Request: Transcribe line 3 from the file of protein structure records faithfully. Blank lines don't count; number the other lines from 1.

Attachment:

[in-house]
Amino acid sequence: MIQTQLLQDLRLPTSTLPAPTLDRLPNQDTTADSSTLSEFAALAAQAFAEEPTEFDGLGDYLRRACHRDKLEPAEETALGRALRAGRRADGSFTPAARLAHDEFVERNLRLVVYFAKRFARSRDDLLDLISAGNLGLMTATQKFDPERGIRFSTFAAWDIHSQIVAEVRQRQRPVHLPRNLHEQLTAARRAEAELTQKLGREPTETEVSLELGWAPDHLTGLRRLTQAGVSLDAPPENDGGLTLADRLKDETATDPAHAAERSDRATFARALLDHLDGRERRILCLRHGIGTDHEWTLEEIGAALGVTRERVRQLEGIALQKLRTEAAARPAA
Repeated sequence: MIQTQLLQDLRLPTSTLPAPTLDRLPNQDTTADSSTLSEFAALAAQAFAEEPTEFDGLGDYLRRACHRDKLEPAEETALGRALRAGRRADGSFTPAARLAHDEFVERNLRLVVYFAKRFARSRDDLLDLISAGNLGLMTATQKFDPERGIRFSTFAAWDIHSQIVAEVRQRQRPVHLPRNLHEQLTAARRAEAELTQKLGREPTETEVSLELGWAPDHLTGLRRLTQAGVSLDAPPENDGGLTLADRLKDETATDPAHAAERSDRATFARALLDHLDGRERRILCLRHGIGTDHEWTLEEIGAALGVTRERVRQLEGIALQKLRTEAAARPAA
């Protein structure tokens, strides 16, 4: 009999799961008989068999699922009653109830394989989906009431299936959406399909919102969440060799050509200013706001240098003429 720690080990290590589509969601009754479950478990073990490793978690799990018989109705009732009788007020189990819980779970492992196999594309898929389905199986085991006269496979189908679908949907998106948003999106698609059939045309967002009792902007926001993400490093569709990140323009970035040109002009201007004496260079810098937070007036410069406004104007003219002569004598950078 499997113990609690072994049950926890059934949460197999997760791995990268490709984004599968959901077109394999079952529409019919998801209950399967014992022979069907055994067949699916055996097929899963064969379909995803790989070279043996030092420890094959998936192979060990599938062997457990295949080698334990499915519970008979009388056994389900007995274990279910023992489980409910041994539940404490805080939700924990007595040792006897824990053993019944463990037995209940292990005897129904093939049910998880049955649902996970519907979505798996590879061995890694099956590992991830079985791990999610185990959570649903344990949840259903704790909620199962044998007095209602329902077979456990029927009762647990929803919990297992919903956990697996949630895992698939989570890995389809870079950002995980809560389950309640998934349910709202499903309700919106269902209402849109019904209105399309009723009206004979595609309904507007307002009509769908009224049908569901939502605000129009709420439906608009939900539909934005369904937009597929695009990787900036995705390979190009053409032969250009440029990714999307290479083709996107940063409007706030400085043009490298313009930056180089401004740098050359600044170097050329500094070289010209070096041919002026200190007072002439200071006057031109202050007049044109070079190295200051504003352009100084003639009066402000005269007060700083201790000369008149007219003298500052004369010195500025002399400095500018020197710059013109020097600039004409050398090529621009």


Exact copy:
Repeated sequence: MIQTQLLQDLRLPTSTLPAPTLDRLPNQDTTADSSTLSEFAALAAQAFAEEPTEFDGLGDYLRRACHRDKLEPAEETALGRALRAGRRADGSFTPAARLAHDEFVERNLRLVVYFAKRFARSRDDLLDLISAGNLGLMTATQKFDPERGIRFSTFAAWDIHSQIVAEVRQRQRPVHLPRNLHEQLTAARRAEAELTQKLGREPTETEVSLELGWAPDHLTGLRRLTQAGVSLDAPPENDGGLTLADRLKDETATDPAHAAERSDRATFARALLDHLDGRERRILCLRHGIGTDHEWTLEEIGAALGVTRERVRQLEGIALQKLRTEAAARPAA